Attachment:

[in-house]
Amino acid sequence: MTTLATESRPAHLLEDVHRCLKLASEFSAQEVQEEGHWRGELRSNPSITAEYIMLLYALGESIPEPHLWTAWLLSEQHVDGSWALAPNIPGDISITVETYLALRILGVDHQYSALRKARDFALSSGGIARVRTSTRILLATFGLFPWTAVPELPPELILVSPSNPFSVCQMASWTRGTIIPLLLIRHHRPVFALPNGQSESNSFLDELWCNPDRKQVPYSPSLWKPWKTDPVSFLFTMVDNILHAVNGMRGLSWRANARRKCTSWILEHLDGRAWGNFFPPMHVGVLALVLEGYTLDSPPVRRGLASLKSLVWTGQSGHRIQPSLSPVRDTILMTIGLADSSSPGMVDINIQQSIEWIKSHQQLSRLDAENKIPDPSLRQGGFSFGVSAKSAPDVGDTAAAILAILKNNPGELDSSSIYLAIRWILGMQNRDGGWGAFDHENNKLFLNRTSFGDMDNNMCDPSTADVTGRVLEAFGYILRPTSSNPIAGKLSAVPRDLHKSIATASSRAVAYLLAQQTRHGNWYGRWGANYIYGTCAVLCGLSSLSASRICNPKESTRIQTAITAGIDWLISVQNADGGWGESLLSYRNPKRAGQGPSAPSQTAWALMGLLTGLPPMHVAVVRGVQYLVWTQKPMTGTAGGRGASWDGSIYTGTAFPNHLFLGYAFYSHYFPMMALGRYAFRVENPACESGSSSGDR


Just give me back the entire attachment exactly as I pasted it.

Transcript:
[in-house]
Amino acid sequence: MTTLATESRPAHLLEDVHRCLKLASEFSAQEVQEEGHWRGELRSNPSITAEYIMLLYALGESIPEPHLWTAWLLSEQHVDGSWALAPNIPGDISITVETYLALRILGVDHQYSALRKARDFALSSGGIARVRTSTRILLATFGLFPWTAVPELPPELILVSPSNPFSVCQMASWTRGTIIPLLLIRHHRPVFALPNGQSESNSFLDELWCNPDRKQVPYSPSLWKPWKTDPVSFLFTMVDNILHAVNGMRGLSWRANARRKCTSWILEHLDGRAWGNFFPPMHVGVLALVLEGYTLDSPPVRRGLASLKSLVWTGQSGHRIQPSLSPVRDTILMTIGLADSSSPGMVDINIQQSIEWIKSHQQLSRLDAENKIPDPSLRQGGFSFGVSAKSAPDVGDTAAAILAILKNNPGELDSSSIYLAIRWILGMQNRDGGWGAFDHENNKLFLNRTSFGDMDNNMCDPSTADVTGRVLEAFGYILRPTSSNPIAGKLSAVPRDLHKSIATASSRAVAYLLAQQTRHGNWYGRWGANYIYGTCAVLCGLSSLSASRICNPKESTRIQTAITAGIDWLISVQNADGGWGESLLSYRNPKRAGQGPSAPSQTAWALMGLLTGLPPMHVAVVRGVQYLVWTQKPMTGTAGGRGASWDGSIYTGTAFPNHLFLGYAFYSHYFPMMALGRYAFRVENPACESGSSSGDR